Arizona Chief Justice Scott Bales established Arizona’s Task Force on Fair Justice for All to recommend reforms for the state’s fines and fees procedures. The report consists of 11 principles and 53 corresponding recommendations.
The Superior Court of the County of Los Angeles referred people who owed court fines and fees for traffic tickets to the Department of Motor Vehicles (DMV) without any inquiry into the individual’s ability to pay. A referral to the DMV resulted in the suspension of the person’s driver’s license.
This case challenges the constitutionality of a Virginia statute that requires the automatic suspension of the driver’s licenses of people who fail to pay court fines and fees.
During his search for new employment, Stinnie received four traffic citations that totaled $1002.00 in fines and fees. He was unable to pay, and his license was suspended. The first time he knew his license had been suspended was when he was stopped and cited by the police for driving with a suspended driver’s license.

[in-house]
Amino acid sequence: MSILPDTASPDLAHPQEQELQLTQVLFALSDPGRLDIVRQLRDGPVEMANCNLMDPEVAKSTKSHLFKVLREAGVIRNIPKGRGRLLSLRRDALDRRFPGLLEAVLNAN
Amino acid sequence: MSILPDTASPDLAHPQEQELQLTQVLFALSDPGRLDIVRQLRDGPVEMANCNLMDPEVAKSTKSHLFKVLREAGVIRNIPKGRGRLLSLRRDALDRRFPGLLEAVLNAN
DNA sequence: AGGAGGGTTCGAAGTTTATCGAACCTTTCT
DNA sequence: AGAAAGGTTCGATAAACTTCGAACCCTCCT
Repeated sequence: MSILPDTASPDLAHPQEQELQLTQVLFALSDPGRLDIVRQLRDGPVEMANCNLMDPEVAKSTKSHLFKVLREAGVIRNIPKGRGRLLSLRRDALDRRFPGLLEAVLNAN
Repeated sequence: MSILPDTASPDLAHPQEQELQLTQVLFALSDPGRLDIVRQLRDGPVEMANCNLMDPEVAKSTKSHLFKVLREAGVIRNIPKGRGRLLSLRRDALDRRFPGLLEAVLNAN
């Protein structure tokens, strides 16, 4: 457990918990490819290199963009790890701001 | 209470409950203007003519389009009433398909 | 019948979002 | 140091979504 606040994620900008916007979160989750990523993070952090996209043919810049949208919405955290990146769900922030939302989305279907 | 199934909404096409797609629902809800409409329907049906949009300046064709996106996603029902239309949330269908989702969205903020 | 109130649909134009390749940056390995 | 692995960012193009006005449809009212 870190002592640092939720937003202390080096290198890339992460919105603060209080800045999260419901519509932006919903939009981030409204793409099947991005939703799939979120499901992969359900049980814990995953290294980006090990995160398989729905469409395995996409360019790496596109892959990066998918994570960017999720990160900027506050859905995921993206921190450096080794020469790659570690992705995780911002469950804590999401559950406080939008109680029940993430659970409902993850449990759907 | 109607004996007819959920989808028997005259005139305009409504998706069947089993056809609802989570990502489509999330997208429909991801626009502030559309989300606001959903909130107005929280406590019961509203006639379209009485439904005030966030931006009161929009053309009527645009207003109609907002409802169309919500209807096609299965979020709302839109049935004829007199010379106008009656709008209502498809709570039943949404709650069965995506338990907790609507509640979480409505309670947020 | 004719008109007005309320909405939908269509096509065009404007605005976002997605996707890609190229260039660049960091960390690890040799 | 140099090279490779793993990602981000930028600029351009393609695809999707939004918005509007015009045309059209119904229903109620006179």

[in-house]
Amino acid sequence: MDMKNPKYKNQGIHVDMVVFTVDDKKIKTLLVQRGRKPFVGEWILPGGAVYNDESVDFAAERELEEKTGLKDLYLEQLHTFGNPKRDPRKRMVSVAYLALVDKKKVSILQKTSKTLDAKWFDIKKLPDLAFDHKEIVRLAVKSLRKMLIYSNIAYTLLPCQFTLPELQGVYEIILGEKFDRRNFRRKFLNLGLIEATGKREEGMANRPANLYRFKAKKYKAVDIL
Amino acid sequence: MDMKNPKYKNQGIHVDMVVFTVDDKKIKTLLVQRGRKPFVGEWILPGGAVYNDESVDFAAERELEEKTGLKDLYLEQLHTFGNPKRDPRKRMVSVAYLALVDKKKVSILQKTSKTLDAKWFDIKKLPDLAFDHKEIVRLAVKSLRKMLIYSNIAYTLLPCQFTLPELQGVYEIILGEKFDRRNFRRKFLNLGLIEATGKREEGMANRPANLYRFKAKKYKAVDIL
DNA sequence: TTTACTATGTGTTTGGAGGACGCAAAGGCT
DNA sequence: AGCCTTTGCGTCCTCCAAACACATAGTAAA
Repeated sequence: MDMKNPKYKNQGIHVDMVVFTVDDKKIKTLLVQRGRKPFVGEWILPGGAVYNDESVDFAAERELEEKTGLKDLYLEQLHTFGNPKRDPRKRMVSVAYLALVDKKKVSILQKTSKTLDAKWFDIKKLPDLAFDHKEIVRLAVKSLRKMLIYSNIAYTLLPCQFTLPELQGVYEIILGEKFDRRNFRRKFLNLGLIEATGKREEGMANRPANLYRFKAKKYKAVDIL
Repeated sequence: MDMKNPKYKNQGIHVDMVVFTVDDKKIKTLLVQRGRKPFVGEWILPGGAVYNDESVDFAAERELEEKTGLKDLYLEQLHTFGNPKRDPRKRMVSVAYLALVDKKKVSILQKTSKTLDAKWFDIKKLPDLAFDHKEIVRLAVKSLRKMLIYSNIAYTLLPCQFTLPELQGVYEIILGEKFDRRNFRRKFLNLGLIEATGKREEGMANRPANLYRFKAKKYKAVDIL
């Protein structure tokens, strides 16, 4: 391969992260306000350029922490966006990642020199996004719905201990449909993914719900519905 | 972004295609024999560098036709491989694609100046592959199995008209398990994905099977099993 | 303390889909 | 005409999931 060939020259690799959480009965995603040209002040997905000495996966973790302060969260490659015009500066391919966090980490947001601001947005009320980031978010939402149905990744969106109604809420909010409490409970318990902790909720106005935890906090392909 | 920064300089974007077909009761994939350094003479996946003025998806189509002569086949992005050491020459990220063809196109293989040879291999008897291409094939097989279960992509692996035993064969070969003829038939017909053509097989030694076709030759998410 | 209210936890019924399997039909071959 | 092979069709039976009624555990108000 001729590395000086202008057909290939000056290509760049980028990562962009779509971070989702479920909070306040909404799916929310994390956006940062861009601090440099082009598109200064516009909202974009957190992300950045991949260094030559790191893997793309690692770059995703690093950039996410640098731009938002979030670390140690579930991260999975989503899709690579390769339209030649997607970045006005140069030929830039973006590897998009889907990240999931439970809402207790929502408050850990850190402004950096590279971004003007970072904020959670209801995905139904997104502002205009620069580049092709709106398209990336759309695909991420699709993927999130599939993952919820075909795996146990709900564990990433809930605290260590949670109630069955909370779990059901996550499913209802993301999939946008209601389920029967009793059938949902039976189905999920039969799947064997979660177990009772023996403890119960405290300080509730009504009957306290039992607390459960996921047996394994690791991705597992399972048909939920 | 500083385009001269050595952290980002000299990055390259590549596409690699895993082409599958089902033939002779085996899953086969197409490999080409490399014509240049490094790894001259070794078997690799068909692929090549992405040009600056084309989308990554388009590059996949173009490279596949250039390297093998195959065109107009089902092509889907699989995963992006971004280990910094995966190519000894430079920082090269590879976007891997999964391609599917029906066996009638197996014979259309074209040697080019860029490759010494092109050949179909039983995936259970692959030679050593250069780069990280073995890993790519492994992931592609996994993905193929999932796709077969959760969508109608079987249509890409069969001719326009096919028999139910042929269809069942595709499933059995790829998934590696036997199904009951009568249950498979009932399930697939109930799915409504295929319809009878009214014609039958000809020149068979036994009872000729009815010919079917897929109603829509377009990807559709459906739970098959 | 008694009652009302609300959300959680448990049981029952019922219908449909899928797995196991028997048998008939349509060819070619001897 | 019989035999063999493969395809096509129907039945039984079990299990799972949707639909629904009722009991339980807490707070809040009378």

This law implements a wide range of evidence-based reforms concerning multiple stages of the criminal justice process, from pre-trial practices to reentry programming and more. These reforms include, but are not limited to, increasing the earning credit for community service, reducing sanctions for driving with a suspended license, implementing a "grace period" for failure to appear in court, and requiring reentry planning for people who are exiting incarceration.
As budgets tighten, municipalities have turned to fines and fees to fill empty coffers. The result is that the rich may walk away, while the poor must pay or stay.
Tzedek DC's client received several red-light camera tickets approximately three years ago. After transitioning, she legally changed her name. However, her driver license still has her old name on it. Because of her unpaid tickets, which she cannot afford to repay at this time, the DMV has told her that she cannot get a new license with her correct legal name on it.
Summary of the cause of action Solano County Superior Court routinely informed the DMV of persons who fail to pay their court fines and fees or fail to appear to …
This case challenged the City of El Paso’s payment policy for Class C misdemeanors – usually parking tickets.
In this video recording of a White House Forum on Access to Justice panel, FFJC Co-Director Lisa Foster (then Director of the Office of Access to Justice at the Department of Justice) moderates a panel about how fines and fees in the criminal justice system can lead to a myriad of civil woes for low-income Americans.